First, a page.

In 2004, the International Day Against Homophobia, Transphobia and Biphobia was formed. According to the website dayagainsthomophobia.org, the purpose of yearly event is to draw attention to the violence and discrimination experienced by LGBTI people internationally.
United Technologies strives to create an accepting and inclusive work environment. Below, you will see such an example, as a Pratt & Whitney Canada employee shares her journey into womanhood, aided by the people at work she has known for decades.
She would lock the door.
She would drive to work.
But when she got to gas station just minutes from work, she stopped, stepped inside the restroom and quickly walked out.
"It was strange," said Marie Isabelle Gendron, a technical specialist at Pratt & Whitney Canada. "Stopping at a gas station, change, and come to work."
Four years ago, Gendron spent three weeks vacationing in Brazil not as Mario, but Marie. She felt – free. Felt like the person she was meant to be. She knew the woman so relaxed and joyful in Brazil – must return to Canada.
"It's like stepping back a bit. Away from the day to day life with some of the people and taking the time to learn – where do I want to go? It's only there I could envision my self – that I could do it! I don't want to have a big house, big car or whatever," she said. "My biggest dream was to become myself as a woman."
Coming back to Montreal as Marie Isabelle was one emotional hurdle to overcome. But being Marie Isabelle at Pratt & Whitney Canada, where she has worked more than 30 years as a man, was something else. She decided the change to womanhood should happen gradually.
"The main one was the skirt. At the beginning, I said, "Okay." I had some pants. Woman's pants. But it didn't look too fancy. I started during the weekdays for kind of a year, paying attention not to disturb not to much people, it was like a shot," she said. "But the point of time, 2014, I started meeting more psychologists, sexologists – to help."
What she found at Pratt & Whitney Canada was a culture of support and acceptance. Her story was shared with all employees, gender-neutral restrooms were created, and Marie Isabelle began to understand that when her workplace says they are a place of inclusion – they mean it.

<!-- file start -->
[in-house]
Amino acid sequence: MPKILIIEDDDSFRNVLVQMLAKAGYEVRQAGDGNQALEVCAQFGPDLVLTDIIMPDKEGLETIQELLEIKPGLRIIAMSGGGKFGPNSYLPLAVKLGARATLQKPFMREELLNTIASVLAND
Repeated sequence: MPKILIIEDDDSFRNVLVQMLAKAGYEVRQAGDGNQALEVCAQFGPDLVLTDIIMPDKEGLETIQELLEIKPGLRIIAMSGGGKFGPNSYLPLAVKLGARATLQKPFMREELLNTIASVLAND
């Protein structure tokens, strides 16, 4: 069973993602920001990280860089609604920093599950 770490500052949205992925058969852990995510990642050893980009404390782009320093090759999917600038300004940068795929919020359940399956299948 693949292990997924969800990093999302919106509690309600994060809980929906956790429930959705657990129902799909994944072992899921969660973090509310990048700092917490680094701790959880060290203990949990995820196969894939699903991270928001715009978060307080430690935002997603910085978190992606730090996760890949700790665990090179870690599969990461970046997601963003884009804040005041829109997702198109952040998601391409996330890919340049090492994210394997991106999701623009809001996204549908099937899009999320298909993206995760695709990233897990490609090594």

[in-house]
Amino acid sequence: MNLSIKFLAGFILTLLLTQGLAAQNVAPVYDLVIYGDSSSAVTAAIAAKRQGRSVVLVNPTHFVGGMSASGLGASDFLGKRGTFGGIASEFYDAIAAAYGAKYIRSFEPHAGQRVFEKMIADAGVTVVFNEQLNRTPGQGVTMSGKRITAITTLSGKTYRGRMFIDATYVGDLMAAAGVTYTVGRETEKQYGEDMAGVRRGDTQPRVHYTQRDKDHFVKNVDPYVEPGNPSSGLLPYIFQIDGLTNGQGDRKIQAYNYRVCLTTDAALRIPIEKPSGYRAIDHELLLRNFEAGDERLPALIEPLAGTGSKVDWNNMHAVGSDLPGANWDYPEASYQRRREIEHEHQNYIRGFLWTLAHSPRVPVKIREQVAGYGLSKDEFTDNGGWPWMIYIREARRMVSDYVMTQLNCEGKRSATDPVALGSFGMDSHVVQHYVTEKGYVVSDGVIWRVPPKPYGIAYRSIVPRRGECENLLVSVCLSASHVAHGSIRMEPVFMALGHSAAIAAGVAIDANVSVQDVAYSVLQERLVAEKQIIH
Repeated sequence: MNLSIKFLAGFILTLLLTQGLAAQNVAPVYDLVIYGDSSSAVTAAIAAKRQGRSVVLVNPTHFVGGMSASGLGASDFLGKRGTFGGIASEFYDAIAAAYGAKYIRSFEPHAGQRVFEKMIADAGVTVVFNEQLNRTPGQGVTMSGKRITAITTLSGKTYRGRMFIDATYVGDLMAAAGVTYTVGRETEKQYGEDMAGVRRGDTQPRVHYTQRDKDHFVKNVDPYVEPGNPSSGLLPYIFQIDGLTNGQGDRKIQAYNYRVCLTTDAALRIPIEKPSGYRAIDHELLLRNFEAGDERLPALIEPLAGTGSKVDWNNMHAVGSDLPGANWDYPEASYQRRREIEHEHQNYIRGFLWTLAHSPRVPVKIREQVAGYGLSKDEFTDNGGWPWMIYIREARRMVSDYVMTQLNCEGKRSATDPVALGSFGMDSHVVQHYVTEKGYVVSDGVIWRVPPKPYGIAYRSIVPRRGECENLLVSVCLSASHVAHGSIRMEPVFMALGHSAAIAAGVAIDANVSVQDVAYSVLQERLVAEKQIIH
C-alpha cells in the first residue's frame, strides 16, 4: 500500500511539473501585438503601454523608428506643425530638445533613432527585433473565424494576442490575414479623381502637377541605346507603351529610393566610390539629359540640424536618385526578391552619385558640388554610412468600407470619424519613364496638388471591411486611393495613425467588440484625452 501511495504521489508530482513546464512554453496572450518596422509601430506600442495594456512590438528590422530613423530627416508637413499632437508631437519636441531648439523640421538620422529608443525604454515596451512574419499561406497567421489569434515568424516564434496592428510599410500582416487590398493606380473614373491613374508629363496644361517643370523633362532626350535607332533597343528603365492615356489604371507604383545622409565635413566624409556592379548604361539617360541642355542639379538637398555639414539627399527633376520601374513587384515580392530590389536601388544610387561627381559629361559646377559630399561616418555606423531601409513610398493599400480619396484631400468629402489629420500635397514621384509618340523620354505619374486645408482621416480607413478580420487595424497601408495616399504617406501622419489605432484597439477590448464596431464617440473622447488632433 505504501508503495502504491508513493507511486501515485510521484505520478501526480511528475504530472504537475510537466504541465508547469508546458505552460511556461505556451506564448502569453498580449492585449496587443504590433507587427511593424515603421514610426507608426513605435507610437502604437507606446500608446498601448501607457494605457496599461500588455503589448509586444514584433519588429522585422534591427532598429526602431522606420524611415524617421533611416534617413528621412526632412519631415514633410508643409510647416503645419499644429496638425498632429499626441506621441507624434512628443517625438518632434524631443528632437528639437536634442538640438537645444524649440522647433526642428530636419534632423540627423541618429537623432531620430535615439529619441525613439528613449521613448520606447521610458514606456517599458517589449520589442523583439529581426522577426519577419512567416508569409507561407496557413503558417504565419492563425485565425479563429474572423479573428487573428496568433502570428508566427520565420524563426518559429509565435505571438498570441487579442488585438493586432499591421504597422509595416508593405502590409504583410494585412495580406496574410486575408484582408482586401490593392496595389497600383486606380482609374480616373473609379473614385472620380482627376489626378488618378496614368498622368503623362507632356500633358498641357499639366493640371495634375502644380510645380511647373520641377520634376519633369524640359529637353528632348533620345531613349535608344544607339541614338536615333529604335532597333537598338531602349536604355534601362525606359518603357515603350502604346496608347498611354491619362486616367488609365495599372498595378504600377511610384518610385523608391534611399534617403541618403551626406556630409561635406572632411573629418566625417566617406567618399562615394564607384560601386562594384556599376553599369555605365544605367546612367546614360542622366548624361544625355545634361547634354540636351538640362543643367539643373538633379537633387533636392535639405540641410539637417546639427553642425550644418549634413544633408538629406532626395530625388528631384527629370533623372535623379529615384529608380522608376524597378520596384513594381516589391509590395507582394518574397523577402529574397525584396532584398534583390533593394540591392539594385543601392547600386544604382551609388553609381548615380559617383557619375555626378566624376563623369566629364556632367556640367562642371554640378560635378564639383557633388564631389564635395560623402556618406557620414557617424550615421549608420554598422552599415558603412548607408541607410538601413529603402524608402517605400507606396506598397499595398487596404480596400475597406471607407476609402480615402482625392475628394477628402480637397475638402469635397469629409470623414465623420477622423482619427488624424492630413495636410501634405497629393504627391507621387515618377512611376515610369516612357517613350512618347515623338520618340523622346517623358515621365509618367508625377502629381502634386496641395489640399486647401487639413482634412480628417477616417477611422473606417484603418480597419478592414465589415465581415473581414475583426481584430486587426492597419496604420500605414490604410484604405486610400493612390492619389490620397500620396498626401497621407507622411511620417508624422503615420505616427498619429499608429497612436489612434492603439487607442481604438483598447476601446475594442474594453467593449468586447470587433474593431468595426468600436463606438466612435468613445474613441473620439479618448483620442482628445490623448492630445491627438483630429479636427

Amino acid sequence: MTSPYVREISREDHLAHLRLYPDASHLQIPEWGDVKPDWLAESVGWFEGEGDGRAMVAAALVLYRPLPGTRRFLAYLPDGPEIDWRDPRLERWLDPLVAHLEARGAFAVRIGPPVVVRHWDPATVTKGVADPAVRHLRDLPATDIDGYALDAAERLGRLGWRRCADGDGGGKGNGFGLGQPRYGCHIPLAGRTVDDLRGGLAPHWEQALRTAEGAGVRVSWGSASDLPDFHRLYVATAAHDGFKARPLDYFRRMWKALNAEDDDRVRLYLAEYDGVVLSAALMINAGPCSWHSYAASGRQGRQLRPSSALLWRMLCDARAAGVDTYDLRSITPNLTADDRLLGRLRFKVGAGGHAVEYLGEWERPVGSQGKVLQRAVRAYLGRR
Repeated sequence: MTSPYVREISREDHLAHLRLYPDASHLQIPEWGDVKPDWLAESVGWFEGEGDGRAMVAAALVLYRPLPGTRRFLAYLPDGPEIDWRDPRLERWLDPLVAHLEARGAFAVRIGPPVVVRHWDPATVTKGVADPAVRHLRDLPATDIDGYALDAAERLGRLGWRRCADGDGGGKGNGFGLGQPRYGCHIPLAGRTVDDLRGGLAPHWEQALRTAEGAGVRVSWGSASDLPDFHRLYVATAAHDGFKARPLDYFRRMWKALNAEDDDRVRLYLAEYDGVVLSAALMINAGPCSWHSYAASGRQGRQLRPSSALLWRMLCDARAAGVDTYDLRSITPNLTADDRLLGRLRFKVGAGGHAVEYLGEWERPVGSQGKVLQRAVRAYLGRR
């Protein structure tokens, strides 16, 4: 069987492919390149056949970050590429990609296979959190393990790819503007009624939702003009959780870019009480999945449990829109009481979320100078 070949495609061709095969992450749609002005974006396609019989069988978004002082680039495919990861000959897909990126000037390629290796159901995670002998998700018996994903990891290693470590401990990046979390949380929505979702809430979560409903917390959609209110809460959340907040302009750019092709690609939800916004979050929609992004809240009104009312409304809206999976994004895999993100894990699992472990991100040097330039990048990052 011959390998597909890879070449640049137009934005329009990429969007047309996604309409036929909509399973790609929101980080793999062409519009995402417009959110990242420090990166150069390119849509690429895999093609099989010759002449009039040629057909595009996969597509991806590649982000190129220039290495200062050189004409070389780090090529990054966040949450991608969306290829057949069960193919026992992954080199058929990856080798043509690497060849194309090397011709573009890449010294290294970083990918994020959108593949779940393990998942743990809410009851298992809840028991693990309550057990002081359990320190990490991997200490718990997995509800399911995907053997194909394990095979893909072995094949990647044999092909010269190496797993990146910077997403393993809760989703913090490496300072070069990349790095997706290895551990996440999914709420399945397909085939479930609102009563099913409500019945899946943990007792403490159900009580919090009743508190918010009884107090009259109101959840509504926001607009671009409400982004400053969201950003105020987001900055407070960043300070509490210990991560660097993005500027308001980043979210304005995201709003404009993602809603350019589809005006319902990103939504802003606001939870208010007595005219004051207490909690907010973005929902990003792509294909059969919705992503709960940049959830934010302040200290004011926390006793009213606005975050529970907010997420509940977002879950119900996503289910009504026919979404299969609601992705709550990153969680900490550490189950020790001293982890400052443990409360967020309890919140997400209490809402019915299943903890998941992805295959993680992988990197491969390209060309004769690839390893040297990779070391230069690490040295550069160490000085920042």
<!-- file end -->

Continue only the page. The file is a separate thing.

"When I met my boss and I said, 'You know, I have no choice. It's not a choice. That's the way I am,'" she said.
Yes, it took time, but Marie Isabelle says the compassion she felt from executives, co-workers and managers was overwhelming. Karen Baker was her rock.
"It's important that the person understands she can rely on and count on the people that she works with – could be the manager, the human resources people, the medical group – to feel that this person is not going through this alone – that her work will also be recognized," said Karen Baker, general manager, New Spare Parts, Services.
"She would take the time, listen…take some action if need be," Gendron said. "It's like a friend at work more or less. She was an important factor. That's one of the key factor – to feel like you are being supported."
Marie's transition at work is a success story because she's accepted as a talented, respected, hospitable co-worker. She's not different – she's – Marie.
In fact, this inclusive work environment recently earned Pratt & Whitney Canada an award from Aide aux trans du Quebec, or, ATQ, a group dedicated to equality for the transgender population.
"To be ourselves is the best gift we could ever be. To be ourselves! The joy is all internal, it's there! It's still sometimes a euphoria to live like I feel, you know?" she said.
Her journey hasn't been easy. Some – friends, family, a partner - did not embrace the transition. But the drive to work is a different story. No longer does she stop at this gas station to change. That life – those clothes – a memory.
A new life – new experiences – a new chance - aided by a place so warm – and so familiar.
"You feel at times like a teenager – like it's a rebirth. It's better than a dream," she said.